One of the penguins will be donated to the children's museum.
By IAN HILL
VINDICATOR STAFF WRITER
YOUNGSTOWN -- Warren Young came to Stambaugh Auditorium on Friday evening looking to buy a work of art for the Youngstown State University planetarium.
Before the night was over, he had paid $4,000 for a penguin.
"Delighted, we're just delighted," said Young, a professor of astronomy and physics at YSU and retired planetarium director.
The penguin purchased by Young is called "Universal Penguin Has Stars in its Eyes" and it's one of 31 fiberglass penguin sculptures in the "Penguin Parade" community art project. The sculptures were sold in a charity auction Friday at Stambaugh.
Local artists designed the sculptures. Young said his penguin, designed by McDonald artist Diana Ludwig and covered with illustrations of stars, constellations, and other celestial bodies, will be placed in the lobby of the YSU planetarium in the next few weeks.
About 450 people attended the auction, which raised $190,950, not including ticket sales. Tickets to the auction were $50 each. The total raised was not immediately available.
"The Mill," designed by Tom Antonishak of Poland, and "A Penguin's Dream," designed by the Prodigal Media Design Team, each sold for $16,000 each, the highest bids at the auction. The Ward and Eleanor Beecher Foundations bought "The Mill," while Kathy Kennedy, of the Kennedy Family Foundation, purchased "A Penguin's Dream."
Proceeds will be donated to the McDonough Museum of Art and YSU's Students Motivated by the Arts program, as well as the Community Foundation of the Mahoning Valley and its endowment funds for Beatitude House, Community Living, Goodwill Industries, Junior League of Youngstown, Leadership Mahoning Valley, Potential Development, and Youngstown Hearing and Speech.
Catherine Cala, co-chair of the Penguin Parade project and associate director of university development for YSU, said she felt the project had helped foster community pride. The penguins have been on display throughout the Mahoning Valley for the past few months.
The auction of each penguin began with Miss Ohio 2004, Amanda Beagle of Howland, describing the sculpture to be sold. Auctioneer J. Paul Basinger then opened the bidding for each penguin at $1,000.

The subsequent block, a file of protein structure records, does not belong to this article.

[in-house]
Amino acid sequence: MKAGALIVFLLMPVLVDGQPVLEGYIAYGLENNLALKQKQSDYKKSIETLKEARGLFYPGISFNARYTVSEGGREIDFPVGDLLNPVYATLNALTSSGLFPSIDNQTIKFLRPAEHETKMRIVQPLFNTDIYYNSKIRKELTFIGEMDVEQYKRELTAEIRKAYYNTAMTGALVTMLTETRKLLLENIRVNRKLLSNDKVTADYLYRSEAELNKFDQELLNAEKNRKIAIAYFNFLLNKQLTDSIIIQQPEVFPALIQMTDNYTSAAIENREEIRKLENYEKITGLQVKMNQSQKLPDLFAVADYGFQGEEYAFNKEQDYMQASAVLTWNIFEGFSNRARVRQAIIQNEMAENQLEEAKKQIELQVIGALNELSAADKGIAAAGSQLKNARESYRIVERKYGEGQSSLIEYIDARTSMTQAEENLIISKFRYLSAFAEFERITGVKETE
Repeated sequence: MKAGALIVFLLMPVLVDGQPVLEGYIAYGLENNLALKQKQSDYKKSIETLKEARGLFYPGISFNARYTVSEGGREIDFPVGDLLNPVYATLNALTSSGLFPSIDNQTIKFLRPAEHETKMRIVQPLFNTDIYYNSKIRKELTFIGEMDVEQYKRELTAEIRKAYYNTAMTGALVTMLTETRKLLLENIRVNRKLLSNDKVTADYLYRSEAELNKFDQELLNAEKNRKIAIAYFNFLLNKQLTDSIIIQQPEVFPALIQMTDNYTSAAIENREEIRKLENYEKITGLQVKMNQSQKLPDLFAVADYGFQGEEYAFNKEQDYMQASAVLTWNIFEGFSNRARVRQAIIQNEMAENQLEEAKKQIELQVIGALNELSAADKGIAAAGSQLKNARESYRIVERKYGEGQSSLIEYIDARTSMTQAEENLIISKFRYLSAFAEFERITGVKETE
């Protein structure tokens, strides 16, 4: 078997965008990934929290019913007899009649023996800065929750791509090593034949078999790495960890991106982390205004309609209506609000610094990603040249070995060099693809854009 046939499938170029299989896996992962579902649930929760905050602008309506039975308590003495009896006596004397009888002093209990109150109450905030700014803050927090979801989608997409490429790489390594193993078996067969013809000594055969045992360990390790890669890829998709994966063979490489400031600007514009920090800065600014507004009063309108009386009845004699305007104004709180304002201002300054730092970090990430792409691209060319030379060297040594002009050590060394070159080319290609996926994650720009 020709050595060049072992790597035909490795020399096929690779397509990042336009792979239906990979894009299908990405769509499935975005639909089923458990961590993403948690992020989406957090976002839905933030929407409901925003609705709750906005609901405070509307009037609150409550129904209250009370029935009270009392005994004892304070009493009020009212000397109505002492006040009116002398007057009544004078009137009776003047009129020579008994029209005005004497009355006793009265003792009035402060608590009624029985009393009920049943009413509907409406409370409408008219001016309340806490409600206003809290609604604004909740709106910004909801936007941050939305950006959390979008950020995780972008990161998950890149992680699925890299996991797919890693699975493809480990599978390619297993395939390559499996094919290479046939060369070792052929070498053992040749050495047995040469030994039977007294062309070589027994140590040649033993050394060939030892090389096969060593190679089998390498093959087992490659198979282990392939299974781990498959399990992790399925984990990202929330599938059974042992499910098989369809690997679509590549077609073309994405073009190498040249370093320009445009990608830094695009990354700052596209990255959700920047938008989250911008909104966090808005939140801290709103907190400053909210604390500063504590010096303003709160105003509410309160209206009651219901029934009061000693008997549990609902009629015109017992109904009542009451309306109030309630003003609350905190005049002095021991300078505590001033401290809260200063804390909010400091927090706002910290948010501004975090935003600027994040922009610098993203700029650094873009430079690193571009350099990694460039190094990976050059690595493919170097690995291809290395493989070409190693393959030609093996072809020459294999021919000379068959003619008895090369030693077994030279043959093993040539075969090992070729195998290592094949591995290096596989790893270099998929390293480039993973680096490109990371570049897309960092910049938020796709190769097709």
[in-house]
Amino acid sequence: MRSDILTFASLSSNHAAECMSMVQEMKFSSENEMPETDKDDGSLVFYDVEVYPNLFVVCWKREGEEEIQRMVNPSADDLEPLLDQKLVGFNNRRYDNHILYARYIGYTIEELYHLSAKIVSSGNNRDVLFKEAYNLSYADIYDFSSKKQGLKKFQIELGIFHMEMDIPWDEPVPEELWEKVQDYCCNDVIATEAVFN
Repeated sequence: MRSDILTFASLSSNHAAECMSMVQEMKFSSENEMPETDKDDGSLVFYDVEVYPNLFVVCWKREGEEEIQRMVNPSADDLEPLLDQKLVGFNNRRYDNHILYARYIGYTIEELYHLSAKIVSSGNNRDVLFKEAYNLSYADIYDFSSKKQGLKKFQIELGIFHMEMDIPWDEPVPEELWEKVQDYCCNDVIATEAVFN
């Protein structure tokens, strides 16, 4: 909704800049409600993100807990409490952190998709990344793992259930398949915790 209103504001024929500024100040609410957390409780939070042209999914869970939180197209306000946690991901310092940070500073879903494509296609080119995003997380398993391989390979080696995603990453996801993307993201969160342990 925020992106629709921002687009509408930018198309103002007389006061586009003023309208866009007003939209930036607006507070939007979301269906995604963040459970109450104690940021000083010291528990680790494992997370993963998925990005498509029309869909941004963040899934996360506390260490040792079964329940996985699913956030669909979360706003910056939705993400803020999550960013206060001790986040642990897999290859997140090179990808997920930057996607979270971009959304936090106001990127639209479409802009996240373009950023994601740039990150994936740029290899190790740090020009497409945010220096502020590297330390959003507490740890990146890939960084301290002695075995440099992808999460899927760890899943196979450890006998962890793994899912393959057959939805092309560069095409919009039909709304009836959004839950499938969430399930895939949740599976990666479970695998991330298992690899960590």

Larry Richards, president of the YSU Alumni society, made the first purchase at the auction. He bought "All Buttoned Up," a penguin designed by Anita Kay Wesler, a Mill Creek MetroParks horticulture educator, for $4,500.
The bidding lasted less than a minute.
Richards said the alumni society had collected a total of $10,000 from its members to buy the penguin, which will be placed outside of the YSU alumni house.
"It's a symbol of the university," Richards said. The alumni society also had paid to sponsor the creation of the penguin.
Paul Williams and Dr. Bill Bunn purchased the next penguin for sale, "Infinite Possibilities" by Robert W. Walker, for $2,200 on behalf of the Andrews Fund of the Community Foundation of the Mahoning Valley. They received a rousing round of applause from the crowd when they announced the penguin would be donated to the Children's Museum of the Valley.
The penguin had been on display at the museum.
"They loved it there ... they hated to lose it," Bunn said.
Others bought penguins to the auction and donated them to the Jewish Community Center, the Mahoning Valley Historical Society, Youngstown Symphony, St. Elizabeth Health Center and Mill Creek Park. YSU officials said a couple from California also attended the auction and bought a penguin.
Turner Seabrook, owner of Top Quality Auto Spa in Youngstown, said the penguin he purchased for $3,750, "The Emperor of Sports" by Martin Cohol, would be placed outside of his business. He said he bought the penguin to demonstrate that there is support in the community for projects like the Penguin Parade.
Others at the auction also noted that the event showed that the Mahoning Valley could come together in support of the arts.
"I think it's a tribute to our community," said Walter Good, a member of the Penguin Parade steering committee.
There originally were 31 penguins in the project, but one was stolen. Jon Fetter donated $2,000 at the auction to replace money that would have been raised by the sale of the stolen penguin.